Story number four: shaking off shame

Hi, everyone. It’s time for another story…


The recent loss of a personal hero-to-many has led to incredible – and incredibly vulnerable – disclosures from many who can relate to the brain disorder that led a talented, haunted, manic, funny and beautiful soul to hang himself earlier this week. The world has lost a talent…and those living with (and dying from) mental illness have sadly, but importantly, found an unmistakeable opportunity for dialogue following the suicide death of Robin Williams.


As others bravely share their own struggles and stories of living with – and learning to manage – depression and anxiety, it’s important to continue to give voices – and faces, and examples – to this poorly-understood, highly-stigmatized set of disorders. While I’ve shared my own experiences with anxiety and depression quite openly within my personal network, now seems the right time, and for obvious (life and death) reasons, to share it more broadly.


I was forced to face the reality of my chemically-imbalanced brain as I faced the exhaustion of new motherhood concurrent with the abrupt and unexpected loss of a marriage (those familiar with my story know that the 50 pounds I lost at this time led me to new clothes – which led to the sale of old clothes – which ultimately led to the beginnings of what is now Junket).


But it took that double whammy (and then, two months of denial — and with it, resistance, and then finally, the therapeutically-induced admission that the situation I had been dealt was more than most people would be able to handle…and that it wasn’t my fault that I might need more than talk therapy for a chemical imbalance that would almost surely put me on the short list for future deniability of health insurance coverage…and breathe!) to get me to admit – and address via medication – my ‘situational’ depression. And then, it took the right medication (plus a good six to eight weeks and some tinkering with dosage, etc.), before life started to turn around.


But it did start to turn around — and as it did, I felt a functional stability I hadn’t previously experienced. Was this what it was like to be ‘normal?’ The incredible impact of those tiny yellow pills led me to realize just how ‘off’ things had been since at least high school, when another series of concurrent challenges had triggered my first round of what I now recognize as depression (and with it, the dread of anxiety).


For me, it wasn’t an ‘always’ thing (there were times I wasn’t depressed and anxious), but when it hit, it was usually triggered by something big and difficult, then became persistent and struggle-inducing and downward spiral-creating (and without awareness/acknowledgement of the issue, there had been no clear paths to improvement). Occasional thoughts of seeking help were thwarted by the fear of putting any hope of future self-employment at risk by black-listing my medical records with a diagnosis that would have almost certainly made me ineligible for private health insurance coverage). The last (and worst) round I remember started in 2003 and more-or-less continued through the subsequent 6 years, finally ending as I got help to deal with the shell-shock of post-marital fallout.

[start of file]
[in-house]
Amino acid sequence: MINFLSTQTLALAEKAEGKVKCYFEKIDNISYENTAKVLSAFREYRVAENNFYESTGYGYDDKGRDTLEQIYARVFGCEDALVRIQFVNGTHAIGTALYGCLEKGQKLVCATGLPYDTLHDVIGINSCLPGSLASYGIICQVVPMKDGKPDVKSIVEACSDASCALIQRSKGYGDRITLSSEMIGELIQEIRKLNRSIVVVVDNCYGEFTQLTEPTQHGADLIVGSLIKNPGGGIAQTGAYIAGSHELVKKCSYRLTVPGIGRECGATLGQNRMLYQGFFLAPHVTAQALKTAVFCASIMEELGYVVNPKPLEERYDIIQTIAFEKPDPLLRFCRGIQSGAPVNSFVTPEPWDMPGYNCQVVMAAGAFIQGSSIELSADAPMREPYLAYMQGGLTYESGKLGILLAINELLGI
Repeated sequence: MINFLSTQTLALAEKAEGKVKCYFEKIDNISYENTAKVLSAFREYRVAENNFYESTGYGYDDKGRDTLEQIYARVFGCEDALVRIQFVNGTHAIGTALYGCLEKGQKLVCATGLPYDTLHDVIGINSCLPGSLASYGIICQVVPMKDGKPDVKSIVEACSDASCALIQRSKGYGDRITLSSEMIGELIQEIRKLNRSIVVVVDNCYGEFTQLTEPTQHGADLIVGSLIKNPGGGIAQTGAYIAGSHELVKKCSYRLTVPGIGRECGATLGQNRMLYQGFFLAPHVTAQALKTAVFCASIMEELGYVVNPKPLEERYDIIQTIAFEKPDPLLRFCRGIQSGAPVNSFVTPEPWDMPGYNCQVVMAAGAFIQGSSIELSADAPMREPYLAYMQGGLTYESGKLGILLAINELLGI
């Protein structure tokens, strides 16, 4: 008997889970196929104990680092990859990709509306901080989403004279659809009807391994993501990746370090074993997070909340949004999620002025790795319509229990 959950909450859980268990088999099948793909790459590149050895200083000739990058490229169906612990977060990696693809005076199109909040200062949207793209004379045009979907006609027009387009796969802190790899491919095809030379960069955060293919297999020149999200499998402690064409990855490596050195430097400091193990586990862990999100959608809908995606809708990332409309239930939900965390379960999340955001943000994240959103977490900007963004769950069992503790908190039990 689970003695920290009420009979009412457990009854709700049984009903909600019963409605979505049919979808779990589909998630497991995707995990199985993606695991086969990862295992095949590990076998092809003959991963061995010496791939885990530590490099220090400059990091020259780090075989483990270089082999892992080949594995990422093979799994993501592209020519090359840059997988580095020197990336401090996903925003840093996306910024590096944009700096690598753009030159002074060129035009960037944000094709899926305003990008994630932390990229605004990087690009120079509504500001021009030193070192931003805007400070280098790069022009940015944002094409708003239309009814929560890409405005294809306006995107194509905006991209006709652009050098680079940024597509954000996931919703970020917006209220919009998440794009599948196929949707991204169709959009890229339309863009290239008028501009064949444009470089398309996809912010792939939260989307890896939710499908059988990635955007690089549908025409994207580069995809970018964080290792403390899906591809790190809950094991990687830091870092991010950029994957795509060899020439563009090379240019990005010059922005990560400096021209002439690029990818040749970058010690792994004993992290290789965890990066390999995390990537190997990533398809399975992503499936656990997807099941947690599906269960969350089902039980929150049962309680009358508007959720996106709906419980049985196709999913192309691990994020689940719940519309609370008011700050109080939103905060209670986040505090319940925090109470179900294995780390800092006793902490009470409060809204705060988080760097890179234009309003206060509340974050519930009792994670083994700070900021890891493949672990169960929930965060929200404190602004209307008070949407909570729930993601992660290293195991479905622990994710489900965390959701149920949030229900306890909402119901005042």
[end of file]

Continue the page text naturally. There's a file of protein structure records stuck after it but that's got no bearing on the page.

Junket wouldn’t have — couldn’t have — been created during that time. Everything was too difficult — resistance to the perceived amount of effort it would take to get traction (too much, too hard, too everything negative), exhaustion at the idea of getting started, fear of the potential for public failure —  all would have held me actionless (and friends who have known me since my early adulthood could speak to idea after idea that did come from this crazy brain during those years– ideas that held potential, and then went nowhere).


But I got help. And I experienced healing. And with healing came strength. And with strength came energy. And with energy came confidence… and when the right idea presented at the right time and in the right environment, I experienced an enthusiasm and drive and focus that my old brain couldn’t have supported. And then came Junket.


The life I have now (including my capacity for managing the unknown, an ability to embrace risk without debilitating fear, and the confidence to take on increasingly bigger challenges as Junket grows and becomes a more public entity) are all attributable to having gotten my brain chemistry on track. While I’d never have imagined it at the time (and who does, when one’s world has fallen apart and there is no hope of reconstructing the safety of life as it had once been?), I’m grateful every single damn day for the unexpected ‘begin again’ that led me to health (and I’m a better parent, too).


I’m also grateful for the incredible support that has come from friends and family — both those who have helped and encouraged me on my life’s path, and those who have been brave enough to share their own experiences with depression and anxiety. It takes guts to put oneself out there — tenacity and bravery to represent an often silent and shame-ridden constituency.


My hope in sharing this is to bring hope for healing to those who are struggling and to encourage action from those with the energy and capacity to provide a leg up to someone who needs it.  The National Alliance on Mental Illness offers support for both sufferers and their friends and family. You don’t have to be mentally ill to join the organization or benefit from its resources, and if a loved one is struggling, they can help.


Thanks to all of you for having provided a safe and encouraging community for me, for my young daughter, and for our growing social enterprise. And to those that struggle: you are not alone.

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